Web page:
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Issue Date: March/April '01 (es)

The emergency of Internet-enabled transactions will drive the trend towards e-purse applications

March 2001

Whilst the e-purse has failed to be a viable replacement for notes and coins, as Internet transactions increase card issuers will likewise increasingly recognise the advantages of it (the e-purse) suggests Clive Handley, Marketing Director at the VELOCIT-e Group. “Several trials have been conducted on e-purse schemes and have proved that the technology to transact with electronic cash works. That said, there is no conclusive proof that customers will use it because the consumer does not quite understand the concept of an e-purse and most merchants do not have e-purse ready terminals,” he says.

There is no doubt that the emergence of the Internet is creating new business opportunities and the card issuers are seeing that the ability to conduct transactions in the virtual world could see the growth of e-purse applications. Though there are critics who are beginning to doubt whether the e-purse will ever replace coins and notes, Handley suggests that "it is clear the e-purse will not succeed as a global replacement for cash. Conceptually it is a wonderful idea but there are certain issues which make its usage restrictive." He believes that unless people can use their card in every cash situation, it will never catch on.
"If people can use their card all day in the city centre but have to use cash to buy bread and milk on the way home, then the card cannot fully replace cash." Nevertheless, banks are already upgrading their ATMs. It is a 'chicken and egg' situation believes Handley because customers will not use smartcards until all the necessary infrastructure is developed and retailers will not invest in this infrastructure until there is sufficient customer demand.
"With the advent of the EMV standard, we will see credit and debit cards adopting smartcards and the e-purse is going to piggyback that. Eventually smartcards will be multifunctional and they will carry a loyalty, debit, credit and e-purse facility. The traditional payment terminal will need to change and new designs and functionality will be necessary, in order to meet the growing requirements of consumers, retail merchants, banks, financial institutions and transaction-sponsoring organisations," he adds.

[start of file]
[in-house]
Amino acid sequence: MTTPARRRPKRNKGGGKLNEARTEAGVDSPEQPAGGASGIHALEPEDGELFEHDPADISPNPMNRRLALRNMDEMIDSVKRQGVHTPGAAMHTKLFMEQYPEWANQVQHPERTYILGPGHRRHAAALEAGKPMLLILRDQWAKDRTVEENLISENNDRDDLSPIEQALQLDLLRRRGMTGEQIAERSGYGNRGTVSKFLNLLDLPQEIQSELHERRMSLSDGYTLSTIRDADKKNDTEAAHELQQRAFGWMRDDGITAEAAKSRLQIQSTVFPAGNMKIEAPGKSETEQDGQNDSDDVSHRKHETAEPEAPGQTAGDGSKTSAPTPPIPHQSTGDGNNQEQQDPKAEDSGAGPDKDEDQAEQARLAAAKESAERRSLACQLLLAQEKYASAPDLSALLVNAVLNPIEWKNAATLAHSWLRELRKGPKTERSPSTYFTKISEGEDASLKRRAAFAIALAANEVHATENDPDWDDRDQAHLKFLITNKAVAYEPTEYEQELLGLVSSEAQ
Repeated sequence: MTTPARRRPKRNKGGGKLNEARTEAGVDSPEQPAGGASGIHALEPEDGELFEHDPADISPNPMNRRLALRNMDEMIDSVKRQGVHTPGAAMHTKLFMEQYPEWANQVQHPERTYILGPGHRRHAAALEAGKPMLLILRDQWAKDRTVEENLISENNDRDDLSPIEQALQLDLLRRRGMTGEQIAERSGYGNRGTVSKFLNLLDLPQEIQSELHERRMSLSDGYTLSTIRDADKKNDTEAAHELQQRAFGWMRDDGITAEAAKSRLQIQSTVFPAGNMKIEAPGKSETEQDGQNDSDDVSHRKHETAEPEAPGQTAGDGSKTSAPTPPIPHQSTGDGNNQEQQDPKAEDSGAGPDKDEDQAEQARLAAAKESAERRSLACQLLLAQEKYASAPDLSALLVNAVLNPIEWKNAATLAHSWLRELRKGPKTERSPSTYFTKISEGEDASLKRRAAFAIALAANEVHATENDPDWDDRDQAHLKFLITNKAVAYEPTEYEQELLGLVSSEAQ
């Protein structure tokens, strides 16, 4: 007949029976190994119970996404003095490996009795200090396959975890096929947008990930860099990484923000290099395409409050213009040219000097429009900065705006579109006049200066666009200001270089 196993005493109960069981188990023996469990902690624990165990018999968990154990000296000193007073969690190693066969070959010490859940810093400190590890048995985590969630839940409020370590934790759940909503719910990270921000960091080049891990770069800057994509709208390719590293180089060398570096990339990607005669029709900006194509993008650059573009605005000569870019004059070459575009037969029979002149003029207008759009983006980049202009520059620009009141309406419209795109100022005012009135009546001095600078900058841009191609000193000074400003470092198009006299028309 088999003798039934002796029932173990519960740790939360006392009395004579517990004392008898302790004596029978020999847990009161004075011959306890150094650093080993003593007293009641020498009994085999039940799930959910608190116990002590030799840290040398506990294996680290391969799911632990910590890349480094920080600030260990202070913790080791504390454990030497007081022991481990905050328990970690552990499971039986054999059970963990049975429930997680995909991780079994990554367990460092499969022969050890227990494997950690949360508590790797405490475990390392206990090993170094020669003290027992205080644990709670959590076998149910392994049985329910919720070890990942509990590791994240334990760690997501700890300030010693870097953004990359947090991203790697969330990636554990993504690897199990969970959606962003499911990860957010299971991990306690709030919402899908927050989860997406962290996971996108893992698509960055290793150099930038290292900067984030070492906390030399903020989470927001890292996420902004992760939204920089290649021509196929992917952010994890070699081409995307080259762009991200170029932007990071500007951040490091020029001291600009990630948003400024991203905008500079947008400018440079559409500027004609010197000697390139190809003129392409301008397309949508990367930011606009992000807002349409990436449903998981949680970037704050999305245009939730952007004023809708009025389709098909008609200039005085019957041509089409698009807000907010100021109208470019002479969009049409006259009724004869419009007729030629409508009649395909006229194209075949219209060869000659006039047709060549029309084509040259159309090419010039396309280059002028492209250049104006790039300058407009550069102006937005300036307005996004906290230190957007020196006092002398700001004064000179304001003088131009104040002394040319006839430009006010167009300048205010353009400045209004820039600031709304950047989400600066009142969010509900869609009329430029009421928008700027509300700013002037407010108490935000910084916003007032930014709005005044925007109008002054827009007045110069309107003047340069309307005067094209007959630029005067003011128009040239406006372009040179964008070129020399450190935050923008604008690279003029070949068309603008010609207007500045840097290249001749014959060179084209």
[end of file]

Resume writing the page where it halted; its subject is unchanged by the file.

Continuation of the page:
An expanded set of transaction types
Firstly, the terminals will be required to support an expanded set of transaction types, some of which are not the responsibility of the acquiring bank.
"These terminals will have to be small multifunction counter-based computers, with sophisticated hardware capabilities and connectivity support for a diverse range of peripherals," says Handley.
Consequently a software environment will be required to support multiple applications residing in the same device and sophisticated terminal management systems. These should allow for new software applications and functionality to be loaded remotely over telephone lines onto devices already installed at business premises and retail outlets. Terminal owners will also look at the total cost of ownership rather than just the initial purchase price and calculate for themselves the true annual operating costs.
Revisiting the transaction delivery process
Handley adds that the adoption of smartcards will not obviate the need for on-line communications - in reality the amount of information to be transmitted will increase significantly. This creates a new focus on network redesigns, capacity limits and modem speeds, as part of a re-look at the whole transaction delivery process. Faster modems designed for the specific needs of the payments industry, with speeds of at least 9600 baud and able to operate using SDLC protocols, will be required.
New functionality is continuously being demanded from transaction terminals, particularly with the adoption of smartcards.
"Very often the current mainframe-based hosts being used by banks cannot support these new requirements," says Handley. "Client/server-based applications will need to be introduced as an adaptive-layer to current systems in order to launch new value added programs and provide a faster time to market."
Handley adds, "I can only see the e-purse taking off when multi-application cards come into common use, when e-purse is just another application that can be added to the card."
Purse scheme operators are looking at the Internet as the saviour of the e-purse, because it offers a superb proposition for e-cash. The main advantage of e-purse is that the customer will not be able to deny the transaction thus reducing fraud. Amounts will be deducted instantly from the card reducing security issues and it is capable of bundling small amounts of cash value to pay for online services.
Applications for e-purse include loyalty programs, terminal management systems, electronic receipt capture, advertising and electronic purse authorisation and reloading systems. "On the surface the e-purse has a good business case. Whether or not it will succeed depends on the general increase of online transactions and the enablement of both e-tailers and consumer," concludes Handley.
For details contact Clive Handley of VELOCIT-e on tel: (011) 258-6900, fax: (011) 258-6939 or e-mail: chandley@velocit-e.net


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